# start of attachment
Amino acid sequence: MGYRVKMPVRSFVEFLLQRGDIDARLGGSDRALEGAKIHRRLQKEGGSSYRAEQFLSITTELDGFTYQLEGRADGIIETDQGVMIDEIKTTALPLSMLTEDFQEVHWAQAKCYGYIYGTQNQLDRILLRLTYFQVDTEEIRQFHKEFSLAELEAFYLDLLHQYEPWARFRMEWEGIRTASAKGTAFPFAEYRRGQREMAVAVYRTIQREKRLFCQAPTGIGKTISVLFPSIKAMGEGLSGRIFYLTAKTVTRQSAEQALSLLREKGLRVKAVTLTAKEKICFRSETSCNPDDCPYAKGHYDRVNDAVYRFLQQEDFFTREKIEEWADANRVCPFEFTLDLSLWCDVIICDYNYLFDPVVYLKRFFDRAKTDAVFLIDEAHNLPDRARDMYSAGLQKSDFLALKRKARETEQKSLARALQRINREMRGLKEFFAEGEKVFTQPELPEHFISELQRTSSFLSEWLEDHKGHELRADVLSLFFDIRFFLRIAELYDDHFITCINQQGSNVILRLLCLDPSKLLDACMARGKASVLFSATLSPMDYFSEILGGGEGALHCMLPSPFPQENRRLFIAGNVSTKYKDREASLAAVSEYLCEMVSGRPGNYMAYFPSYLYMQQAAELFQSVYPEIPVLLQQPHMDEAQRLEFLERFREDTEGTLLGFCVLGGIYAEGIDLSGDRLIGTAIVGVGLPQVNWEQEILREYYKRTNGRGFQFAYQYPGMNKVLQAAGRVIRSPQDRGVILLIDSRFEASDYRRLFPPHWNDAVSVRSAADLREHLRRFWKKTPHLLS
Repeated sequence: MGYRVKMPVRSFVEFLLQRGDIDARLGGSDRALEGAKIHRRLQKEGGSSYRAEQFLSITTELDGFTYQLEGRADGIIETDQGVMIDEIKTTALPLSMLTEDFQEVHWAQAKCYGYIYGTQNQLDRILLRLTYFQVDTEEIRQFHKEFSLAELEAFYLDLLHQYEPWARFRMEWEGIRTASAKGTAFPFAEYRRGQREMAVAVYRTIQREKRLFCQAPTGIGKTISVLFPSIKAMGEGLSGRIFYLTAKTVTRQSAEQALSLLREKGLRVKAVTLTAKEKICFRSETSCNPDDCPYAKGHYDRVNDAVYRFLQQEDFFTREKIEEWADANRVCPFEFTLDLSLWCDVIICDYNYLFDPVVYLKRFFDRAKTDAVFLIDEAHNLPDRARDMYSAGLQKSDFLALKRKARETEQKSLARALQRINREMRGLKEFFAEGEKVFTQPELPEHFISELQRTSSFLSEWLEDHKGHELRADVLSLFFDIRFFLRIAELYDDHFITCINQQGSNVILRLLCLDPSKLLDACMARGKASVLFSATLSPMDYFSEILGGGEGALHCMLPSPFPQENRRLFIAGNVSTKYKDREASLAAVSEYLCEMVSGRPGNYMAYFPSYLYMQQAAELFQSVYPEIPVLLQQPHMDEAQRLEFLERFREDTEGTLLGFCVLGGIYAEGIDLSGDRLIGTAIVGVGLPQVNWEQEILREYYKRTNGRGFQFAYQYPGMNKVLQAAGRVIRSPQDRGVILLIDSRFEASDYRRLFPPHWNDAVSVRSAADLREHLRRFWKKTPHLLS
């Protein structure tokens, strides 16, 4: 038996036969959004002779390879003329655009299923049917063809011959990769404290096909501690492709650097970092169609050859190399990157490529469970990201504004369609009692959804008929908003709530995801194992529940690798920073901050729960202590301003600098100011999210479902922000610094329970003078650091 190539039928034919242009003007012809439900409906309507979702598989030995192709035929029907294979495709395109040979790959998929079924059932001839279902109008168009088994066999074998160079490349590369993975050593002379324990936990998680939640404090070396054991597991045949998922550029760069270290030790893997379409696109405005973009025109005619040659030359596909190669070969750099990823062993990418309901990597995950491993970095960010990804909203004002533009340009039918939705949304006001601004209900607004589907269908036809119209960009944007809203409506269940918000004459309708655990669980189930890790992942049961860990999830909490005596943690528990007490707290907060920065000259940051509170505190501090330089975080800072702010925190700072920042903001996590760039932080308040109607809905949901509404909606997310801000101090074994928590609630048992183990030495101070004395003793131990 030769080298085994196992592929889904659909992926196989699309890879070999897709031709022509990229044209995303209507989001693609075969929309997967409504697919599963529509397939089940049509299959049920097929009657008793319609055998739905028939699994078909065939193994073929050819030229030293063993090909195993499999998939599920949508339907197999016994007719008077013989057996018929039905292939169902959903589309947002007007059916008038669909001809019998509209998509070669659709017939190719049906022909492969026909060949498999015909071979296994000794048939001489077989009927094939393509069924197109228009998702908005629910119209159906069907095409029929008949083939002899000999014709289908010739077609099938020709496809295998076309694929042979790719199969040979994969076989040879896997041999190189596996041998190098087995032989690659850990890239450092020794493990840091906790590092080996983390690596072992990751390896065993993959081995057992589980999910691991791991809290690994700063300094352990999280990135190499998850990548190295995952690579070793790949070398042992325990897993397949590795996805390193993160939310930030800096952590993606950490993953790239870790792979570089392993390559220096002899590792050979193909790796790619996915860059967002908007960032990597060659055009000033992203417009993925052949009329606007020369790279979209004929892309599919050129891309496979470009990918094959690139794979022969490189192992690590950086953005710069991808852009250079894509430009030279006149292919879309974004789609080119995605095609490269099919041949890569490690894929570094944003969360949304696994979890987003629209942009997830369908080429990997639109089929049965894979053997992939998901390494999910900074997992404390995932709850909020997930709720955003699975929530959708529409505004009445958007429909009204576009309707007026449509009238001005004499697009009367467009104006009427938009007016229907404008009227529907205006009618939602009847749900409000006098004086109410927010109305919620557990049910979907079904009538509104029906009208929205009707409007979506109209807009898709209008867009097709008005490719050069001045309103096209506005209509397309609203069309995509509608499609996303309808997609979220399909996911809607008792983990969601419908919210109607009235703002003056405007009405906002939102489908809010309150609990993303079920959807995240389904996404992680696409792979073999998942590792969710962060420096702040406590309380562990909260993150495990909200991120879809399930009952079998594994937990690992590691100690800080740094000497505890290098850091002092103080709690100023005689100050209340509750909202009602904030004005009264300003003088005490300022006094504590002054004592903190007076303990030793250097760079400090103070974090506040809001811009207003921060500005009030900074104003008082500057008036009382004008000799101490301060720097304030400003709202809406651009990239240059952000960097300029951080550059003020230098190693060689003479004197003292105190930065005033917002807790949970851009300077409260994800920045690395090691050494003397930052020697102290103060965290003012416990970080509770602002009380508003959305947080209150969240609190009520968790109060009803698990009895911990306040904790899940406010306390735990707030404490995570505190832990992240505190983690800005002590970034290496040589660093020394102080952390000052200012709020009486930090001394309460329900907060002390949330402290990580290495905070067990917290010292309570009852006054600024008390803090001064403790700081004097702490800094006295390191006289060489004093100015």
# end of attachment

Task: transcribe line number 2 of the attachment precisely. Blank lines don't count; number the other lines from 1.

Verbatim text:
Repeated sequence: MGYRVKMPVRSFVEFLLQRGDIDARLGGSDRALEGAKIHRRLQKEGGSSYRAEQFLSITTELDGFTYQLEGRADGIIETDQGVMIDEIKTTALPLSMLTEDFQEVHWAQAKCYGYIYGTQNQLDRILLRLTYFQVDTEEIRQFHKEFSLAELEAFYLDLLHQYEPWARFRMEWEGIRTASAKGTAFPFAEYRRGQREMAVAVYRTIQREKRLFCQAPTGIGKTISVLFPSIKAMGEGLSGRIFYLTAKTVTRQSAEQALSLLREKGLRVKAVTLTAKEKICFRSETSCNPDDCPYAKGHYDRVNDAVYRFLQQEDFFTREKIEEWADANRVCPFEFTLDLSLWCDVIICDYNYLFDPVVYLKRFFDRAKTDAVFLIDEAHNLPDRARDMYSAGLQKSDFLALKRKARETEQKSLARALQRINREMRGLKEFFAEGEKVFTQPELPEHFISELQRTSSFLSEWLEDHKGHELRADVLSLFFDIRFFLRIAELYDDHFITCINQQGSNVILRLLCLDPSKLLDACMARGKASVLFSATLSPMDYFSEILGGGEGALHCMLPSPFPQENRRLFIAGNVSTKYKDREASLAAVSEYLCEMVSGRPGNYMAYFPSYLYMQQAAELFQSVYPEIPVLLQQPHMDEAQRLEFLERFREDTEGTLLGFCVLGGIYAEGIDLSGDRLIGTAIVGVGLPQVNWEQEILREYYKRTNGRGFQFAYQYPGMNKVLQAAGRVIRSPQDRGVILLIDSRFEASDYRRLFPPHWNDAVSVRSAADLREHLRRFWKKTPHLLS